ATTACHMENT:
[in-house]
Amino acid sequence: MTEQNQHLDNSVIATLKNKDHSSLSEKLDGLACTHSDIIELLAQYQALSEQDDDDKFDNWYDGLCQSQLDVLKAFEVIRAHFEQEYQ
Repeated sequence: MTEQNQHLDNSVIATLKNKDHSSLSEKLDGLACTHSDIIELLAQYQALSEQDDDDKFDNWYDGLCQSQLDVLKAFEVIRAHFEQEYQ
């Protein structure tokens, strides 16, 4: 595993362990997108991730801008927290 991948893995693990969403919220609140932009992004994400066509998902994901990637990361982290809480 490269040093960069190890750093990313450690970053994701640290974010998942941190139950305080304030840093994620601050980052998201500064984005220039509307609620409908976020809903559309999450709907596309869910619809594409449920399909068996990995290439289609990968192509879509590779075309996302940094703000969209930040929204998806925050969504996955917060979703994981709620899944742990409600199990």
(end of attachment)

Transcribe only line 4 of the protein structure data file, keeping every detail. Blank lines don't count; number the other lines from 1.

């Protein structure tokens, strides 16, 4: 595993362990997108991730801008927290 991948893995693990969403919220609140932009992004994400066509998902994901990637990361982290809480 490269040093960069190890750093990313450690970053994701640290974010998942941190139950305080304030840093994620601050980052998201500064984005220039509307609620409908976020809903559309999450709907596309869910619809594409449920399909068996990995290439289609990968192509879509590779075309996302940094703000969209930040929204998806925050969504996955917060979703994981709620899944742990409600199990």